Brazil Mandates RFID For Cars Starting in 2014

Jack Baruth
by Jack Baruth
brazil mandates rfid for cars starting in 2014

Psst! Hey, buddy! Do you want to have a complete travel/movement database for your automobile-using populace but don’t have the scratch for a a bunch of high-tech, privacy-destroying surveillance copcars? Brazil has an idea for you!

An article published last week in ZeroHora notes the details of the implementation: a five-dollar chip to be installed on the windshield will contain details of the vehicle which are otherwise observable — registration, vehicle make, model, fuel used, and other identifying factors. No owner data may be stored on the chip and the chip can only be used for EZ-Pass-style toll collection “with consent of the owner”.

It’s difficult to conceive of any legitimate use of these tags other than to plant RFID receivers in public areas and obtain personal trip information. Note that I didn’t say “for the government to plant RFID receivers in public areas and obtain personal trip information.” The nature of RFID tagging is such that it can be read by anyone with the correct equipment. The whole project seems less appropriate to Brazil the country and more to Brazil the film.

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  • SLLTTAC SLLTTAC on Aug 14, 2012

    Brazil doesn't have the same position regarding civil liberties that we have. Brazil has had in the last seven decades dictatorship and military juntas, neither of which was a New England town meeting. Second, in Brazil government, whether federal, state, or local, more or less works, but mostly less. Incompetence and corruption are the hallmarks.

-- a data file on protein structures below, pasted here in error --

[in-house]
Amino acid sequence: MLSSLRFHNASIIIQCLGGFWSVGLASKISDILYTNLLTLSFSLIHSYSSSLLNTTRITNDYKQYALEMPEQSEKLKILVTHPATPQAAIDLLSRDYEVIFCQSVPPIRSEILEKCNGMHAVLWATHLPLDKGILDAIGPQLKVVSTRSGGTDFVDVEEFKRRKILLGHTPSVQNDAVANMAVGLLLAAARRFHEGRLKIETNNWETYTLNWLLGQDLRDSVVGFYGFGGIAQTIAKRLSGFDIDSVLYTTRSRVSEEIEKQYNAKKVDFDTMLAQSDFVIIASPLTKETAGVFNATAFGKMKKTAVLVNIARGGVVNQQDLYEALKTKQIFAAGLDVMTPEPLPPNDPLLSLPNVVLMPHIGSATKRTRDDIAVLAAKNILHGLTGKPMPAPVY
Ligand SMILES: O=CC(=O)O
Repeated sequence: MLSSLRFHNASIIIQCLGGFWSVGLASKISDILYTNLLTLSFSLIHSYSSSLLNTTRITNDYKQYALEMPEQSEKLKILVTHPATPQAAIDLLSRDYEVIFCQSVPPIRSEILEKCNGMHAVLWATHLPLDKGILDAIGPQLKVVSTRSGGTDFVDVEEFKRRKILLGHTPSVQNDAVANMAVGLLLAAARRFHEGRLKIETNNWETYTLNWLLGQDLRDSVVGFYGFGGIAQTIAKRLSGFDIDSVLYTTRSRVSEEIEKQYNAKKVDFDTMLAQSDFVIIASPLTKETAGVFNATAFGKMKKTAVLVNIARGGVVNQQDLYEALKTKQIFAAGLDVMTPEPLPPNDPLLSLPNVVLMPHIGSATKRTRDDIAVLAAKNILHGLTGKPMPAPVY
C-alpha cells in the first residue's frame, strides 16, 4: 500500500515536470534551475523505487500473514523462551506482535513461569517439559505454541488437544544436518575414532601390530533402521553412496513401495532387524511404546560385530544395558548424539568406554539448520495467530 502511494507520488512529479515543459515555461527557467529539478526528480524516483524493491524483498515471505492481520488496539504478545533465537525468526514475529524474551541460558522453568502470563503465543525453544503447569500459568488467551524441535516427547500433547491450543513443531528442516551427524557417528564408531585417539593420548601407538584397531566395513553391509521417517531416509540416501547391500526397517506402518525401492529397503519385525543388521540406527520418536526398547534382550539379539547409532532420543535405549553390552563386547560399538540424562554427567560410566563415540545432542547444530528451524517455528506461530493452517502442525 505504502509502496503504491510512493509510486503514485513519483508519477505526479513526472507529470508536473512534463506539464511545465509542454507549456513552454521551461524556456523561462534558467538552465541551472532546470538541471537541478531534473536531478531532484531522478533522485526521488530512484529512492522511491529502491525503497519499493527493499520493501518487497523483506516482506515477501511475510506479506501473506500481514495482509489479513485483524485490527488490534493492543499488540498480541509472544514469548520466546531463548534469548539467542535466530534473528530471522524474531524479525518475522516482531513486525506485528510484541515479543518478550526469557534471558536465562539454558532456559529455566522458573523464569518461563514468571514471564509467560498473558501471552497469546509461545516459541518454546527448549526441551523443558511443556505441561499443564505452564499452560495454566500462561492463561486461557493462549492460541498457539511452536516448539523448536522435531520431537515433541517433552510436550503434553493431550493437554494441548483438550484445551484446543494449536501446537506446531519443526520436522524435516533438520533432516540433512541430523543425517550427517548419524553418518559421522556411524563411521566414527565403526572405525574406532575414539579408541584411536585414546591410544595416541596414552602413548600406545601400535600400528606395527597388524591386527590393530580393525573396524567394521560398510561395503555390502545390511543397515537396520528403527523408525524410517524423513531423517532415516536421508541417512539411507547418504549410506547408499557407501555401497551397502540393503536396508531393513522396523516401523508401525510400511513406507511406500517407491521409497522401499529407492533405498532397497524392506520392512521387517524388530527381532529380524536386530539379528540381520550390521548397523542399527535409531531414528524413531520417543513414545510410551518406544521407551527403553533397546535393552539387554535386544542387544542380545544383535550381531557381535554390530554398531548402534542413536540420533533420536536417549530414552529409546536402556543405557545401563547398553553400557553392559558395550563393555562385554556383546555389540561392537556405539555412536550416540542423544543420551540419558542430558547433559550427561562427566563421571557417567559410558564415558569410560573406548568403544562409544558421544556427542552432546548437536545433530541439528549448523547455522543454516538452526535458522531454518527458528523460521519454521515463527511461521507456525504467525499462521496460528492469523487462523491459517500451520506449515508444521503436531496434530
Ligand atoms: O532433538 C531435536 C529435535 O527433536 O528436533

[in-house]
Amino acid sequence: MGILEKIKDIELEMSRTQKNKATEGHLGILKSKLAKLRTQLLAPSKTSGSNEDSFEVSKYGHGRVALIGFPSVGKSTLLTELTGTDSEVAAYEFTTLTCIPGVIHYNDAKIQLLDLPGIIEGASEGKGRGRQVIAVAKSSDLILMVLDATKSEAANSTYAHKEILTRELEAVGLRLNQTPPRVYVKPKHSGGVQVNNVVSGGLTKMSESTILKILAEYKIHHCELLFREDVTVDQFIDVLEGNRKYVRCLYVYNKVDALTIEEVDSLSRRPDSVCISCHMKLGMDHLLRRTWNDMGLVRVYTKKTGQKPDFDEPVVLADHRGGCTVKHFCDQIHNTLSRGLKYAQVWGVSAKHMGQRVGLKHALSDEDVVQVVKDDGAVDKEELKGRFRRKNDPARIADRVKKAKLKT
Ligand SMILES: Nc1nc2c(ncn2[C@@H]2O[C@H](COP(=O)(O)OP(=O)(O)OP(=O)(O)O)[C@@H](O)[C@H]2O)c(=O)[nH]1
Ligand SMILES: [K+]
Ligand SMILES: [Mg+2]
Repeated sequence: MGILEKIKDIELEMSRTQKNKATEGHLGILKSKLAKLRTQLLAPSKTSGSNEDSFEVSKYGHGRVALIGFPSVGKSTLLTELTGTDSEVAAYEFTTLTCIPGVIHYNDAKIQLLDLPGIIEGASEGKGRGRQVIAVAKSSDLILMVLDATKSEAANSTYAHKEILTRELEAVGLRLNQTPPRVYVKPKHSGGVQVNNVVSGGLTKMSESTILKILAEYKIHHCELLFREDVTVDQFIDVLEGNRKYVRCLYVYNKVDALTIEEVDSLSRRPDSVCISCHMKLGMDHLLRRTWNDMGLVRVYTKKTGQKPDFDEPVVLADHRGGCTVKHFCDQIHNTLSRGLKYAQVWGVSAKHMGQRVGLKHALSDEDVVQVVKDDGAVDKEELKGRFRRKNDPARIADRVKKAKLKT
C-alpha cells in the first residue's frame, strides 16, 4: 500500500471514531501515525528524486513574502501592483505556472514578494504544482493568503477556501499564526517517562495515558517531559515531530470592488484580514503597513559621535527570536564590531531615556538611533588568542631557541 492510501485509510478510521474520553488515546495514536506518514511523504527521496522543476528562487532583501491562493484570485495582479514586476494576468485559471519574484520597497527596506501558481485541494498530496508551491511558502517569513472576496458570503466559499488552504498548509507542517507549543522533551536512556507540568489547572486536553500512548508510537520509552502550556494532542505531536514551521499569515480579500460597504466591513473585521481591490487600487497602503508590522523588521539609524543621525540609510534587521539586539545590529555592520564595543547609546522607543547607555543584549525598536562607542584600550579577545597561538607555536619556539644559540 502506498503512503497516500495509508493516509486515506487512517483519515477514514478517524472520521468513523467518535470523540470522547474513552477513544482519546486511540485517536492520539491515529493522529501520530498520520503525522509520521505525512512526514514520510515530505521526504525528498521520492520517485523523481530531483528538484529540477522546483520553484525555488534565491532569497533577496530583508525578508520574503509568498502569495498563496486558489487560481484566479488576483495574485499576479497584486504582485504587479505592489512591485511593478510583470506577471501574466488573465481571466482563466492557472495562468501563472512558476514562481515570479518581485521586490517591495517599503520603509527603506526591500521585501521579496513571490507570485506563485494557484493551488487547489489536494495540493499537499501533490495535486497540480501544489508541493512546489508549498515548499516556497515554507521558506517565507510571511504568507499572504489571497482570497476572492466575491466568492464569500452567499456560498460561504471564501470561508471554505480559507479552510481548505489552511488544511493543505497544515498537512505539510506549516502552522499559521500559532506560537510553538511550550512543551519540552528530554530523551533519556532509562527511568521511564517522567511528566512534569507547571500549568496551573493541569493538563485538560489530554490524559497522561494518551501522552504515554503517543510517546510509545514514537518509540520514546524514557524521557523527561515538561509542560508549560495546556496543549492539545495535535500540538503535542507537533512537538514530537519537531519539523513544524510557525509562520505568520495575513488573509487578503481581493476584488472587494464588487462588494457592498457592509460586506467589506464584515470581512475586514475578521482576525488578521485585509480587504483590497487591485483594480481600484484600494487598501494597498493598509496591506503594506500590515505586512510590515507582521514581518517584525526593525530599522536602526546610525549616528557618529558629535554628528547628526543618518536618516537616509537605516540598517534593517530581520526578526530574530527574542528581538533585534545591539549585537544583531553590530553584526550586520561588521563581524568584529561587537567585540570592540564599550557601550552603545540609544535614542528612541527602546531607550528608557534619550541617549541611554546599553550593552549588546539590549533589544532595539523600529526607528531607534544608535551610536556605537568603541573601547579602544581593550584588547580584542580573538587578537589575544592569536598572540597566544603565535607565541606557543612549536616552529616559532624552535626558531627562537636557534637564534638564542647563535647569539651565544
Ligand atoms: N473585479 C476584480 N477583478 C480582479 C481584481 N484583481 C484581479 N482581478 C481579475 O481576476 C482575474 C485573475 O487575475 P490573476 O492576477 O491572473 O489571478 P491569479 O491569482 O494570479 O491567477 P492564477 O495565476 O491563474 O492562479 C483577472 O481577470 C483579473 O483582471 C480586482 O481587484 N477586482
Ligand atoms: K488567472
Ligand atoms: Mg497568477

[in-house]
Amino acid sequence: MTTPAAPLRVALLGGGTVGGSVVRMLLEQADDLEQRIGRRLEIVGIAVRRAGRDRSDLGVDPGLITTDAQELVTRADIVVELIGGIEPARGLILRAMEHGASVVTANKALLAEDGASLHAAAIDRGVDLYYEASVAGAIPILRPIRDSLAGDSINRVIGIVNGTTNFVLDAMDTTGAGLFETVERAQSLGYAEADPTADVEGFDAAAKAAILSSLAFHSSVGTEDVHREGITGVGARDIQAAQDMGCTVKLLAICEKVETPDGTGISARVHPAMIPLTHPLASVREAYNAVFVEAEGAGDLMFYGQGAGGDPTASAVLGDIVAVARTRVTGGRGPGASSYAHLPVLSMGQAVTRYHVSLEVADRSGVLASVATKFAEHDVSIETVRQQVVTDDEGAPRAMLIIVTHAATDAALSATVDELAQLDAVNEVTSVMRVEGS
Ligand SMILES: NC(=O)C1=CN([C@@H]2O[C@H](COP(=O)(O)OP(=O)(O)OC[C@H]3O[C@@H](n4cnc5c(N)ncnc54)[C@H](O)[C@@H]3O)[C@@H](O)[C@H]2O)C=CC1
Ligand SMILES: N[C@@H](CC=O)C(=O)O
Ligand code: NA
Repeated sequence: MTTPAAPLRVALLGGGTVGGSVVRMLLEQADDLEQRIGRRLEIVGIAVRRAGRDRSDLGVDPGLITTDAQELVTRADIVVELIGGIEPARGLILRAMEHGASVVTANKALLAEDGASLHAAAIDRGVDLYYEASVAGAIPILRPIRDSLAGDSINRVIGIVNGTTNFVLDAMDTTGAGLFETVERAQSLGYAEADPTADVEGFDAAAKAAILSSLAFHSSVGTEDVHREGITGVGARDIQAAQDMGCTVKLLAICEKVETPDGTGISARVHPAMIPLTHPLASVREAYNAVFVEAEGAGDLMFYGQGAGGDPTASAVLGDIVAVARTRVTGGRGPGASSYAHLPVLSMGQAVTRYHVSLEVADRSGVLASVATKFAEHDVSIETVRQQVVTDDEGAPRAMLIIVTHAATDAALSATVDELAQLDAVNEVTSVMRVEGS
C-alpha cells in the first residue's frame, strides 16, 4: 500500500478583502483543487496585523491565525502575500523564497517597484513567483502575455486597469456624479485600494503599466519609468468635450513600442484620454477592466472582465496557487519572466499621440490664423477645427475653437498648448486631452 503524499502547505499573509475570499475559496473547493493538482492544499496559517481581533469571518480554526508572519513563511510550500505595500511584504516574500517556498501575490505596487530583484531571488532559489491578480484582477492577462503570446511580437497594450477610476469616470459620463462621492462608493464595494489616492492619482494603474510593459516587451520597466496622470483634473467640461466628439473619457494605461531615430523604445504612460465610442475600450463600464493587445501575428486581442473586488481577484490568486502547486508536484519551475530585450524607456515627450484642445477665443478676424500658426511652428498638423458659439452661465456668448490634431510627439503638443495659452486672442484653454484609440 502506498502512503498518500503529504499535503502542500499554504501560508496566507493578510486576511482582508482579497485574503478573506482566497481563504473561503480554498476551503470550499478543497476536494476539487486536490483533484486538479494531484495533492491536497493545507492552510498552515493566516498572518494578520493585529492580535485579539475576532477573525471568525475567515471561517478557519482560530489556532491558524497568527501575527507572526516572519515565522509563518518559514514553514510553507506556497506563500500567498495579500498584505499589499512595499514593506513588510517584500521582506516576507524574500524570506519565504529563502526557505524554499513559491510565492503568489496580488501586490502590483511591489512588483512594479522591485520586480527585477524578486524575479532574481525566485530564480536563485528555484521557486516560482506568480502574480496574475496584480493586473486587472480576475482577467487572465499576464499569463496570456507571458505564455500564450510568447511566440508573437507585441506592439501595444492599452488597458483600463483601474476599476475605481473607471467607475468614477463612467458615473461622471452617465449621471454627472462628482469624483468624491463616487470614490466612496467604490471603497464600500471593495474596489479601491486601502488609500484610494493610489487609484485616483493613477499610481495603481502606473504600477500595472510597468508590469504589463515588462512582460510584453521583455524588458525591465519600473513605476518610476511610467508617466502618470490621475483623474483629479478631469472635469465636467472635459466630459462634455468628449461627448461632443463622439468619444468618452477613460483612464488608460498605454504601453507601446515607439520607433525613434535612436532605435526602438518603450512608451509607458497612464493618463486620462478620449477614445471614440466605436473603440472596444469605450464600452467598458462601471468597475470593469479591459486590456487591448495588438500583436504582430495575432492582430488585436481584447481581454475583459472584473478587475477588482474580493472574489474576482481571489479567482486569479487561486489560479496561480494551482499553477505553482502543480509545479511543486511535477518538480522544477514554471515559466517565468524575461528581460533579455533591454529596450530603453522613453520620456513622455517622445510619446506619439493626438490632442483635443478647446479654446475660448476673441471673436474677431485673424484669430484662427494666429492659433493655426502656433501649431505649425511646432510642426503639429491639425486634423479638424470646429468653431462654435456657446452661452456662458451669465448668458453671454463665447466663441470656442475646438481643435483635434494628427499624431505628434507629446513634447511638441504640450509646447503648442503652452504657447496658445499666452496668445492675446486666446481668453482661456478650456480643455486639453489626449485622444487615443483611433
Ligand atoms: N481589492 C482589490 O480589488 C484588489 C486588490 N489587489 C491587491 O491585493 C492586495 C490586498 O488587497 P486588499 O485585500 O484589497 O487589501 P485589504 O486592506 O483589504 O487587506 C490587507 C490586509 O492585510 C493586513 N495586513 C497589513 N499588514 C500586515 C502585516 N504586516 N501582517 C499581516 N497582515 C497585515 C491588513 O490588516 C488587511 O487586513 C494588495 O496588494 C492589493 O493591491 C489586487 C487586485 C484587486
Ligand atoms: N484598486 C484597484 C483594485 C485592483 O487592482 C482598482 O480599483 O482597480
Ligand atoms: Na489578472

• See 1 previous
    • Stuki Stuki on Aug 14, 2012

      @moedaman Both. Plus anywhere else where there is a government.

  • Ronnie Schreiber Ronnie Schreiber on Aug 14, 2012

    So how come I can't get RFID tags in my key fob, my cell phone, my tv remote control etc along with a reader so I can find my stuff? I can think of a lot of ways that private individuals could benefit from access to this technology. Instead it seems to be more about gathering information.

  • Schmitt trigger Schmitt trigger on Aug 14, 2012

    For every need there is a solution. Just like Radar detectors....I can see companies making RFID jammers or even better, devices which will transmit bogus data. As other posters have already mentioned, RFID is EASILY defeated.

  • George B George B on Aug 14, 2012

    I already have an RFID chip on my car. It's called a toll tag. I originally got a toll tag because I was tired of the left arm of my shirt getting wet when I used cash to pay tolls in the rain. Over time using a toll tag became the lower price option for paying tolls and now all toll collection on North Texas toll roads is automated using either RFID toll tags or optical scan of license plates. The equipment to read toll tags, the computer networks, and customer databases are not cheap to install and maintain. In addition, you have to build toll roads so drivers are funneled through the toll collection point. If the goal is collecting money for road use, this system doesn't scale well for collecting smaller amounts of money from more drivers for shorter road segments. Fuel taxes are easier to implement.

    • DeadWeight DeadWeight on Aug 14, 2012

      RFID tags are so cheap to make that companies already are implementing them in relatively expensive consumer product containers, especially in the pharma application (but they are most certainly going to be incorporated into the packaging of all consumer products, at at a cost of as little as 3 1/2 cent). As far as the hardware and network to read said RFID devices, sure it's more expensive, but economies of scale is going to bring that cost down dramatically, as well. We're all going to be tagged and tracked to an even more full extent (I'm speaking of raw data collection, stored forever) than we are now. There's no expectation of privacy in public places under any right of privacy that can be argued the constitution extends to the citizenry, according to the SCOTUS. I'd recommend doing some research on "Stellar Wind," which is a pretty immense data collection facility being built by the NSA as we speak (the scale and technology involved will boggle most minds) - it's not some 'tin hat' speak, but facts in action: The NSA Is Building the Country's Biggest Spy Center